Research Roundup: Alzheimer's Research Breakthroughs Offer Potential Therapeutic Pathways

Alzheimers_LightFieldStudios/Getty

LightFieldStudios/Getty

One of the big problems with Alzheimer’s disease is that we just don’t have a complete understanding of what causes it. But at least two studies released this week provide big insights into brain changes, specific genetic sites and risk factors for the disease. For those and more, continue reading.

International Consortium Identifies 75 Genetic Risk Factors for Alzheimer’s Disease

A research group in Europe, the United States and Australia identified 75 genomic regions associated with Alzheimer’s disease, with 42 of them new. The project was coordinated by Inserm Research Director Jean-Charles Lambert, with participation from the Institut Pasteur de Lille, Lille University Hospital and Universite de Lille. They analyzed the complete genomes of hundreds of thousands of people, healthy or sick, with the intention of identifying genetic risk factors associated with specific aspects of Alzheimer’s. The research is published in the journal Nature Genetics.

In a statement, Lambert said, “Following this major discovery, we characterized these regions in order to give them meaning in relation to our clinical and biological knowledge, and thereby gain a better understanding of the cellular mechanisms and pathological processes at play.”

The study involved the genomes of 111,326 clinically diagnosed/”proxy” Alzheimer’s cases and 677,663 controls. Pathway enrichment analysis confirmed the involvement of amyloid/tau pathways as well as the involvement of microglia. Of the new loci, 31 genes suggested new genetically associated processes, including the tumor necrosis factor alpha pathway through the linear ubiquitin chain assembly complex. The research team then used what they learned to develop a genetic risk score to better evaluate which patients with cognitive impairment will go on to develop Alzheimer’s disease within three years. They don’t think it will be used for clinical practice yet but could be useful in developing clinical trials to categorize participants by risk.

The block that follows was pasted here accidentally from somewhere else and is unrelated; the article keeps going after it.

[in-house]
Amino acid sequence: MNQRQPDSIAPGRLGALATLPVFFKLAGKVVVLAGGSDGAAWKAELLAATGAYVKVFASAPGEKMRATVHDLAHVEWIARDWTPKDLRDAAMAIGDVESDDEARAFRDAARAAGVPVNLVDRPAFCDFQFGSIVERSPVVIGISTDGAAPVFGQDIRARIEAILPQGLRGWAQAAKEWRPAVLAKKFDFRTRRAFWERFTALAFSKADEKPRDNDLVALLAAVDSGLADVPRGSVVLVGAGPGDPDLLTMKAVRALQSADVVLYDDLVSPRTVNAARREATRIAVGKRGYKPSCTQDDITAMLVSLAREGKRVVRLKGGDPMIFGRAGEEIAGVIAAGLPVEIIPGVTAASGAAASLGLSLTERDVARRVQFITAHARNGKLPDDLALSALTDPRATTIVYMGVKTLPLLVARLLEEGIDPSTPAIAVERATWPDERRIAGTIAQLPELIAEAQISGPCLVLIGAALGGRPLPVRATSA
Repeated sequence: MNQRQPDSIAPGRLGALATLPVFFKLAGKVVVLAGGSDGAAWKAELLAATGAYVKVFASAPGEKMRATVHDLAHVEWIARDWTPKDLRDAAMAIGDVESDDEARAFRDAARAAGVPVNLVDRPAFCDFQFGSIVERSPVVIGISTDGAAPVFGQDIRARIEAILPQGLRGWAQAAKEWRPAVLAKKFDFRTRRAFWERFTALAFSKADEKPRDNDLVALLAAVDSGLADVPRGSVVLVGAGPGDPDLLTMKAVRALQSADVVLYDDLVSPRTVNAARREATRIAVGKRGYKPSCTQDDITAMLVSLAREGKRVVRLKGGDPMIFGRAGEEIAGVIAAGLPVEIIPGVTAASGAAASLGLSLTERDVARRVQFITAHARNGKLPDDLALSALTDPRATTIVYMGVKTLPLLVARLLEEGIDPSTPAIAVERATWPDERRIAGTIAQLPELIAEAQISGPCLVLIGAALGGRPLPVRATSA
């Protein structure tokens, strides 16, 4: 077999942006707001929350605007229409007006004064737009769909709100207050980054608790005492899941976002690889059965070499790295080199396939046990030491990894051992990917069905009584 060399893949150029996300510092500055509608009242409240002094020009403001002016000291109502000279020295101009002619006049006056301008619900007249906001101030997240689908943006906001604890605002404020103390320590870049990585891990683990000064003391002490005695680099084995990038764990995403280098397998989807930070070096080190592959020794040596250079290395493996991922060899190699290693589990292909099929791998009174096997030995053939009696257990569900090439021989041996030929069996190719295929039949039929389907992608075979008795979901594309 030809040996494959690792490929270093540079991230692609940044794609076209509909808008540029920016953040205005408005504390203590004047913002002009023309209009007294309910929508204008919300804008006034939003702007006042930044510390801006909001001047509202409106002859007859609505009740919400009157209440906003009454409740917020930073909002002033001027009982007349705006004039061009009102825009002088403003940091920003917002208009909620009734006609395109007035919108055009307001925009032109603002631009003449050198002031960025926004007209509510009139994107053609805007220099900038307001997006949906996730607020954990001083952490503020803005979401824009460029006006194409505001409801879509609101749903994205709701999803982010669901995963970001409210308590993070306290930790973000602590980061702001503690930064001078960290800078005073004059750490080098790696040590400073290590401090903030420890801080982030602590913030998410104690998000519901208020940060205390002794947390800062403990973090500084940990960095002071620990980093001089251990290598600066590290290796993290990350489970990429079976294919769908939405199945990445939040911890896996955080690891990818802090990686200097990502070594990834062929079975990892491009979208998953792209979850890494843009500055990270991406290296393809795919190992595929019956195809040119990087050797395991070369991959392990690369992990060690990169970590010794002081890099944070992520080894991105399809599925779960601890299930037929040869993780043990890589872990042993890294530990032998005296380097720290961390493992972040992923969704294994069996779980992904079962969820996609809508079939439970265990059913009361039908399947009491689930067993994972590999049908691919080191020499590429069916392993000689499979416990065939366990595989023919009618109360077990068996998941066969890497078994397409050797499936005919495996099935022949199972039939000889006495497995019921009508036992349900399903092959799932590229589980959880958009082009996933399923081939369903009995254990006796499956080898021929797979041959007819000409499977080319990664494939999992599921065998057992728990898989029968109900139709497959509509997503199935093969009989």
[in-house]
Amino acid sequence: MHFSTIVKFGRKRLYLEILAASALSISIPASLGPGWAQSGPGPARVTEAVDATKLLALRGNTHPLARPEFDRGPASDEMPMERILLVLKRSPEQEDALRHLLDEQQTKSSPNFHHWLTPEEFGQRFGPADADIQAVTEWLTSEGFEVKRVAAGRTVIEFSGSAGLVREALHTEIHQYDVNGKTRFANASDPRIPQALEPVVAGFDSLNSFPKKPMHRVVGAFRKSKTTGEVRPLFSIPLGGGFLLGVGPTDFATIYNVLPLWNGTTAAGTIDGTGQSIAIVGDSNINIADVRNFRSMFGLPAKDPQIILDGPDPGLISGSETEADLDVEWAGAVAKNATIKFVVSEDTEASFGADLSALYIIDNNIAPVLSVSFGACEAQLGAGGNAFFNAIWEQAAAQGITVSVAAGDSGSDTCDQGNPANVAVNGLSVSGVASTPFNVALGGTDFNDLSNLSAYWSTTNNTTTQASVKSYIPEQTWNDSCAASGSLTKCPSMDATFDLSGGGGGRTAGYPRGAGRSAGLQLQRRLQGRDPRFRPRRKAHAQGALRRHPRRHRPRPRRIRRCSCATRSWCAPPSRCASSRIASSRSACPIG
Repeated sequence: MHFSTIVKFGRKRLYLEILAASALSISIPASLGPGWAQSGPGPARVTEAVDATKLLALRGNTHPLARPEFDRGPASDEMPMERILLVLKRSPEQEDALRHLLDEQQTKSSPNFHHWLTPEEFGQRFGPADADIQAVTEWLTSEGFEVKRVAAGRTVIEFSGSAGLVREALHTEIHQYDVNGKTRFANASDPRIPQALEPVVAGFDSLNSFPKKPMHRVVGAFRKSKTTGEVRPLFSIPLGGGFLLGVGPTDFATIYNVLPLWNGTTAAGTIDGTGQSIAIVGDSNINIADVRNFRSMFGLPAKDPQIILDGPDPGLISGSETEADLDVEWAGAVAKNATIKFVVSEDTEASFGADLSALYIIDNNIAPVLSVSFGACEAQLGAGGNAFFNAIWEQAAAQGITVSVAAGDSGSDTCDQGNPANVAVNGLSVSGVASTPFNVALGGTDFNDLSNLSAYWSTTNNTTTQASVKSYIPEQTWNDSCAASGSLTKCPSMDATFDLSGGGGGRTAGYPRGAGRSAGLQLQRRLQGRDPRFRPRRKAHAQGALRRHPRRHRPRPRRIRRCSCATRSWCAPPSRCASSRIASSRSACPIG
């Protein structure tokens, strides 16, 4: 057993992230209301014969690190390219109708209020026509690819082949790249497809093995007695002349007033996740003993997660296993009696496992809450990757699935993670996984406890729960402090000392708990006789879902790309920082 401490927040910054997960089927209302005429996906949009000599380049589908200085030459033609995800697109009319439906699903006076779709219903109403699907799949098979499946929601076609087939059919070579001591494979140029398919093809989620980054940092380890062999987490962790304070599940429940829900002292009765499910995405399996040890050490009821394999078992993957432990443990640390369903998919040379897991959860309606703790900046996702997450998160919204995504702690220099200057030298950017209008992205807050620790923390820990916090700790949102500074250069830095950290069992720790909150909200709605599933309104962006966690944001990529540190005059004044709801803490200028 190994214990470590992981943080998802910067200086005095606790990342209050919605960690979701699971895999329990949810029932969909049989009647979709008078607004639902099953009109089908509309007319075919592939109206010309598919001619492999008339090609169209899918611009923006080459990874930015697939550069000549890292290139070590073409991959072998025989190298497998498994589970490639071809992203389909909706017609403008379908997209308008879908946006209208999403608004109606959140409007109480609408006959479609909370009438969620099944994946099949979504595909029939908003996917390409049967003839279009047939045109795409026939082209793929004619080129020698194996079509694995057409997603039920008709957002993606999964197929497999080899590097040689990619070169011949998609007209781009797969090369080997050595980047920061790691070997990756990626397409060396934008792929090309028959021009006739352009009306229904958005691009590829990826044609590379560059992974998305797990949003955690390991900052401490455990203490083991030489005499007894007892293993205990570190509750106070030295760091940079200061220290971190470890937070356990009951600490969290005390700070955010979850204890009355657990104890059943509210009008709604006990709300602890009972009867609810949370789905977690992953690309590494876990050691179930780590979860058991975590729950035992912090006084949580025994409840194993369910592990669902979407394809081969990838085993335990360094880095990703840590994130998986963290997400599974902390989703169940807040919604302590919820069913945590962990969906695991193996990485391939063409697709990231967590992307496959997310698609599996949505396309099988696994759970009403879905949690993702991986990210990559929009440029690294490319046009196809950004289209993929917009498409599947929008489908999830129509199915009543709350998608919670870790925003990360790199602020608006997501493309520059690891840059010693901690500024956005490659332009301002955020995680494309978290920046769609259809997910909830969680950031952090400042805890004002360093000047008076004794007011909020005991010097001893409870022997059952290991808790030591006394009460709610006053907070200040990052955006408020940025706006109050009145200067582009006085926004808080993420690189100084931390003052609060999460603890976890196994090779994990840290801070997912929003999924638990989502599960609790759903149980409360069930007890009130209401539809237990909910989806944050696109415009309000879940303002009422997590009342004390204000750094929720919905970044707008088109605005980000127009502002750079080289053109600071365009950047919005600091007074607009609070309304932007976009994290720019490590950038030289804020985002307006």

15 Genetic Hotspots that Accelerate or Slow Brain Aging

A Research group out of the University of Southern California identified 15 hotspots in the genome that either accelerate or slow brain aging. The results came out of the ENIGMA Consortium, using its Artificial Intelligence for Alzheimer’s Disease (AI4AD) initiative. These hotspots, or genomic loci, were identified using MRI brain scans that provided a measurement of how fast an individual’s brain was gaining or losing tissue in the regions that oversee memory, emotion and analytical thinking. After collecting these MRIs twice in 15,000 people of all ages, they then screened a million genomic markers to identify 15 genomic loci that were accelerating brain tissue changes. Some were well-known Alzheimer’s risk genes, such as APOE, while others were new. Some affect the growth rates of brain substructures in childhood, while others affect the speed of brain tissue loss in older adulthood. These may offer new approaches for Alzheimer’s therapeutics and other brain diseases.

Mechanism ID'ed for Prostate Cancer Metastasis